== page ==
Caryn Hartglass: So, it’s December 24, Christmas Eve, but it’s also the deadline for people who have enrolled in the new Obamacare healthcare market to select their plans. Do you have any feelings about this new insurance program?
Tom Campbell: You know, it’s funny. I don’t know that there’s too many people that feel expert in the new program. And I certainly don’t count myself as feeling expert in the new program.
Caryn Hartglass: I don’t know how anyone could be one; it hasn’t really taken off yet.
Tom Campbell: Exactly. It’s pretty uncommon. My personal sense is that the goals are very good. Our health insurance system is deeply broken. I see people who are absolutely scrambling, bankrupt, have no money for healthcare have to make tough decisions for treatment and seeing doctors, etc. It’s just not working for too large a percentage of our population. The goals of it, to try to correct that, are very good. I do have concerns that the program is in some ways taking our current system and just trying to apply it bigger, more broadly to everyone, when what we really need is a healthcare system that pays and rewards and incentivizes personal preventive care. Personal responsibility for preventive care, and reimbursing preventive care. And lifestyle medicine. Really treating the cause. I don’t know the numbers off the top of my head, but some great majority of our healthcare expense is chronic disease, and largely that’s preventable. And treatable. Now, if you can just treat the cause with lifestyle. Yet, if I see a patient with heart disease, I cannot get paid adequately to sit down with them for an hour. I can’t get paid to take them to the grocery store, and show how to shop for food appropriately.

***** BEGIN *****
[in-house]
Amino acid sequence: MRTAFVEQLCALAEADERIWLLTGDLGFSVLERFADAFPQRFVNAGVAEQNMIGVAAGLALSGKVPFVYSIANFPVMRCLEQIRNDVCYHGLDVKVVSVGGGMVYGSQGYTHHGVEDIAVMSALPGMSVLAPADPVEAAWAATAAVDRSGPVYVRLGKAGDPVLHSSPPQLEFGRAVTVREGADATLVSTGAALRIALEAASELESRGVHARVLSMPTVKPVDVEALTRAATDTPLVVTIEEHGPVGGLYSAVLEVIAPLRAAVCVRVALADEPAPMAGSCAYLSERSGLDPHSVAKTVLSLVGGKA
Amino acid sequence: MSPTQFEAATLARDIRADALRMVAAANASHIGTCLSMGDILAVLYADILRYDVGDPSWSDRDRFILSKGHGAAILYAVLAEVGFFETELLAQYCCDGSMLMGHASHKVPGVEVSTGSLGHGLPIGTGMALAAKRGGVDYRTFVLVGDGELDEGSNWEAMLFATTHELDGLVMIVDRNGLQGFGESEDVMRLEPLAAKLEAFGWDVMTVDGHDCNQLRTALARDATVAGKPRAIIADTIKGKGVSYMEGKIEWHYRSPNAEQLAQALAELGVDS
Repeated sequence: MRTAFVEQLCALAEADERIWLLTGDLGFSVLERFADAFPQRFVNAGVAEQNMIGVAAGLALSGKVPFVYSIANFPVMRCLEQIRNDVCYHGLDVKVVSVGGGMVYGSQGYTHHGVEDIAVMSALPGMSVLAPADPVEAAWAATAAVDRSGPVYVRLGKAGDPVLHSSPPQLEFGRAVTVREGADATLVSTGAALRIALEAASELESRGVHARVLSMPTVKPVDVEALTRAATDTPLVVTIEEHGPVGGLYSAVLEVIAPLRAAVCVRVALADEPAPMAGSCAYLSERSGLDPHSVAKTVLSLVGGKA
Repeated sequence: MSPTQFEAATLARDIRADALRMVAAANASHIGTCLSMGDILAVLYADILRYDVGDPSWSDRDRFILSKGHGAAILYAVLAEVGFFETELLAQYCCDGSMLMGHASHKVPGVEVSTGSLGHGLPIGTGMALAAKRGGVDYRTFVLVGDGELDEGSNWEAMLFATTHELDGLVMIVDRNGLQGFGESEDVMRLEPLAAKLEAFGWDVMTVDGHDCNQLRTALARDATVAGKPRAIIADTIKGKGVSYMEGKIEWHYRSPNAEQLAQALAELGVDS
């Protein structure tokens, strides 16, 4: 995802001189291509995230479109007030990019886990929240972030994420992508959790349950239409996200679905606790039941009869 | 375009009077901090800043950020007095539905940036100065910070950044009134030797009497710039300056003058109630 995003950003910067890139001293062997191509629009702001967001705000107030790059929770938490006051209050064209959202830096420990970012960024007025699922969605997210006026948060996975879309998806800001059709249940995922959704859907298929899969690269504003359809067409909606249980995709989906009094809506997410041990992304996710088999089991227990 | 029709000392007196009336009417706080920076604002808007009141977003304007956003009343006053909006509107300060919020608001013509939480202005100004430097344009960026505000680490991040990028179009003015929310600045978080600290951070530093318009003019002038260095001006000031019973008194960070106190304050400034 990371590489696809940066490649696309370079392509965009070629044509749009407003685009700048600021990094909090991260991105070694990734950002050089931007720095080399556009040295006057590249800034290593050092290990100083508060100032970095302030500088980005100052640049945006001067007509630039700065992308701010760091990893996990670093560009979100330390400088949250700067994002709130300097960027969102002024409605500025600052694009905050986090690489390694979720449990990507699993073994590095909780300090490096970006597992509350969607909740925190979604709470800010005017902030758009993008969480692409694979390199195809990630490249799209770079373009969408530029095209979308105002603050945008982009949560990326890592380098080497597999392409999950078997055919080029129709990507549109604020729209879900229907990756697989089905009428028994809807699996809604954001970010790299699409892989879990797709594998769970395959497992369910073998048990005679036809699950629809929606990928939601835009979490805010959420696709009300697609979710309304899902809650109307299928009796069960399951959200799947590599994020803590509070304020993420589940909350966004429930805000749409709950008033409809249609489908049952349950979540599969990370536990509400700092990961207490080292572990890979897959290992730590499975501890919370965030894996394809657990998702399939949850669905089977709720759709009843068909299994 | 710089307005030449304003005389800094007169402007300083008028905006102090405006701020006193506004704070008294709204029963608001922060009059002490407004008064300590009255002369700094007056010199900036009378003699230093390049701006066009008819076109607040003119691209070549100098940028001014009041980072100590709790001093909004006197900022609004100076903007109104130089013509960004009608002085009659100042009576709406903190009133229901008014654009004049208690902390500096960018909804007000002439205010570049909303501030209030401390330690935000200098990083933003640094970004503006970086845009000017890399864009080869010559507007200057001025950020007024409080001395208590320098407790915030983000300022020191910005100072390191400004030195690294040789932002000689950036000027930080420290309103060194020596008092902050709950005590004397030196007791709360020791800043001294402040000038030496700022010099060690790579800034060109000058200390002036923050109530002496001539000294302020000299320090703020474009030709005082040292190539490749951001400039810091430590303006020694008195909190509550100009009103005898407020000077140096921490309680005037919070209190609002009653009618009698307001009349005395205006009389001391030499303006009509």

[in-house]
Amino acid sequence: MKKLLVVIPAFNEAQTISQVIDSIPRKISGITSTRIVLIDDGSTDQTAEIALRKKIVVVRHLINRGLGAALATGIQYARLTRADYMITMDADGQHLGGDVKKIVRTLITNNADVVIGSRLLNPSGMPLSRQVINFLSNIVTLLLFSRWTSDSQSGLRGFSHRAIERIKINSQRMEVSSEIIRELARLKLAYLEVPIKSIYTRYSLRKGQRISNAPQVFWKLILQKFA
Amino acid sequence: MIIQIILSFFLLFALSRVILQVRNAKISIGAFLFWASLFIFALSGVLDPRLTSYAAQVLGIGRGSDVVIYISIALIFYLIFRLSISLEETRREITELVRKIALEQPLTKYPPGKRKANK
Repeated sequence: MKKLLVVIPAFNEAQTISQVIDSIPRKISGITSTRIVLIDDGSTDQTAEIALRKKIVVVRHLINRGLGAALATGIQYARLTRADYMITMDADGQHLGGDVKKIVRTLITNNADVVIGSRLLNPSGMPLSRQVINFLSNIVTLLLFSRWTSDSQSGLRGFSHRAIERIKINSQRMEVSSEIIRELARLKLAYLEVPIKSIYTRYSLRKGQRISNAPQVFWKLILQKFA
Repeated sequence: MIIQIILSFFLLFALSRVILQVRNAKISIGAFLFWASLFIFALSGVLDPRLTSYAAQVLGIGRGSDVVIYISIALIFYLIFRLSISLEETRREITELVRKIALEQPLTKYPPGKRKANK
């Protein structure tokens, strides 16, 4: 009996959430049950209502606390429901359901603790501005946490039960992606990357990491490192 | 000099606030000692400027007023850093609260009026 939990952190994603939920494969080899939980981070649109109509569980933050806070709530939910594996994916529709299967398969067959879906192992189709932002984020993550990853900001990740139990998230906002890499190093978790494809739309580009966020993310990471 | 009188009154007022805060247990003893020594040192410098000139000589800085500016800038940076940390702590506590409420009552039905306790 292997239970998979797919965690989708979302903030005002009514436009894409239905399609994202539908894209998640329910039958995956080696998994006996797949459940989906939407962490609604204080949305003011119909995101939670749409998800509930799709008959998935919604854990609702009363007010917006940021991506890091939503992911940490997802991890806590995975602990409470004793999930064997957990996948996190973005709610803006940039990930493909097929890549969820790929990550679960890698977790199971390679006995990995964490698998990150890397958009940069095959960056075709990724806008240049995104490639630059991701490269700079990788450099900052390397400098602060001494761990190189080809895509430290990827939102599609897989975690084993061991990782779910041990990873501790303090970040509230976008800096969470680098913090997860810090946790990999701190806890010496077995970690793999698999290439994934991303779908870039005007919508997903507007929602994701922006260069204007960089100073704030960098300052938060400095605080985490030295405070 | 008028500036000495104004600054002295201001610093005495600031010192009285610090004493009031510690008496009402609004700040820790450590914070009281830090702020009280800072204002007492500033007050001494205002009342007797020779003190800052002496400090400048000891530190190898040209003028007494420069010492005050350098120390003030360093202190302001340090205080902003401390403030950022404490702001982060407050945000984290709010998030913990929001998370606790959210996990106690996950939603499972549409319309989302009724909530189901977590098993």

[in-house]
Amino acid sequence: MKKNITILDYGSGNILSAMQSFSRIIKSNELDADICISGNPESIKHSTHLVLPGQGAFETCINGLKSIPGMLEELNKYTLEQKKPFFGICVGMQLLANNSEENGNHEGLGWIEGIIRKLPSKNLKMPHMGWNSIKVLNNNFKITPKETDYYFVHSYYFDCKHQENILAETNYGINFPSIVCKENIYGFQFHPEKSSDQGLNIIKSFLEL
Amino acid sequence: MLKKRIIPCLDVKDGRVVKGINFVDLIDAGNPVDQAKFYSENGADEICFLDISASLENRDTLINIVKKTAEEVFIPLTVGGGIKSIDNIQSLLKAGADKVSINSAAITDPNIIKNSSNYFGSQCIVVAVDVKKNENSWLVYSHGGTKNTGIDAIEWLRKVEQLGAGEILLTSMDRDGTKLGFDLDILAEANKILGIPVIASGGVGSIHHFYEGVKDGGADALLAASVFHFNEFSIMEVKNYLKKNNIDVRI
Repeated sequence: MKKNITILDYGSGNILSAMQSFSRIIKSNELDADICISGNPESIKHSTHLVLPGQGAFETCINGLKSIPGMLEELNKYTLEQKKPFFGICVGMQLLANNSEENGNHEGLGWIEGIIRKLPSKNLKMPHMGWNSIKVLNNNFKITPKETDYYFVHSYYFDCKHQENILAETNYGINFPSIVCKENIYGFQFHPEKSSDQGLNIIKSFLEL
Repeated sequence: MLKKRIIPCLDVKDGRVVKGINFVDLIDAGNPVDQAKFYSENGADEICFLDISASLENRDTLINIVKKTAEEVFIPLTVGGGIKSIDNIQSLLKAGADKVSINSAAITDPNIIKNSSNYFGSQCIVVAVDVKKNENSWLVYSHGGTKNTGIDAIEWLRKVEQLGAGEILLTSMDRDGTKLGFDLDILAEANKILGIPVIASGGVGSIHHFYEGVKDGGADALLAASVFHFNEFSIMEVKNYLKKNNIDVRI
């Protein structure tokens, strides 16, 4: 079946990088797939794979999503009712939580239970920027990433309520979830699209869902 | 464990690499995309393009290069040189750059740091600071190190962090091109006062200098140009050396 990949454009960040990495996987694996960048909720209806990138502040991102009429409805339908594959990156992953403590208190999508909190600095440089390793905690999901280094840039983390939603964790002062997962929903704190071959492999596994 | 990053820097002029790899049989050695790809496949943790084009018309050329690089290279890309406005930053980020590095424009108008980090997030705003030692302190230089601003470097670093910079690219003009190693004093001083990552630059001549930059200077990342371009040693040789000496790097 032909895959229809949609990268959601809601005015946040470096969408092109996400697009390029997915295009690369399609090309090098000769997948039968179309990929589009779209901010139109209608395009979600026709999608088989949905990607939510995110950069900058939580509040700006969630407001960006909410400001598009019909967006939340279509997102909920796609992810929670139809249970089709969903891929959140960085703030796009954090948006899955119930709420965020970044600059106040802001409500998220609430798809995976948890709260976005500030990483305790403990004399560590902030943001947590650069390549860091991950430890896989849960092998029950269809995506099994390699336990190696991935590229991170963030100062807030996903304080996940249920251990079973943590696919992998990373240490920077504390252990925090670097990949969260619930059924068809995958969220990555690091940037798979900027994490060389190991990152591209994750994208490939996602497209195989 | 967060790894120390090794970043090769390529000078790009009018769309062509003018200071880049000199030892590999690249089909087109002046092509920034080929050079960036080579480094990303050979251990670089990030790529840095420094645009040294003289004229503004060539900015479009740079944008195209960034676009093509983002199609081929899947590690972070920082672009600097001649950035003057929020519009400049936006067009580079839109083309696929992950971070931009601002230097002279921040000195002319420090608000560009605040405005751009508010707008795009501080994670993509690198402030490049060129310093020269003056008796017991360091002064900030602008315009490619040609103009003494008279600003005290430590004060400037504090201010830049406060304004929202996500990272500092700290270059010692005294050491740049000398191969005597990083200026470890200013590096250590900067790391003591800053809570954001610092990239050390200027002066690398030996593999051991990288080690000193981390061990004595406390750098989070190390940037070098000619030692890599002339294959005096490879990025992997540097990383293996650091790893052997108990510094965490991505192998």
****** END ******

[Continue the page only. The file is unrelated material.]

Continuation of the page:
Caryn Hartglass: There’s something wrong with that picture
Tom Campbell: Someone else could get paid fifty thousand dollars for doing a stint or a bypass. We really need to turn the whole system upside down, and I don’t think the legislation can do that at this point.
Caryn Hartglass: No, but the best health insurance we all have is choosing the right foods to lower our risk of disease. That’s the number one thing we can all do. Well, Dr. Campbell, thank you so much for joining me on “It’s all about food,” and I really enjoyed hearing your story, and I’m glad you’re out there doing what you’re doing.
Tom Campbell: Well, thank you, I appreciate it.
Caryn Hartglass: A very Happy Holidays to you, and say hi to your dad. And your mom, Karen.
Tom Campbell: I will. And he said to say hello, actually.
Caryn Hartglass: Great, thank you. Alright we just a minute left, and I just wanted to say Happy Holidays everyone. Next week I’m going to be taking off, so I won’t be able to say Happy New Year, so I’ll say it now. Happy New Year! This is a time of giving, and I do have a nonprofit: Responsible Eating and Living, and appreciate your support. Go to Responsibleeatingandliving.com and go to our donate button, and help us do all the things that we’re doing at REAL. And that’s it! So, very happy holidays and have a delicious end of the year.
Transcribed by Amy Koenig, May 21,2014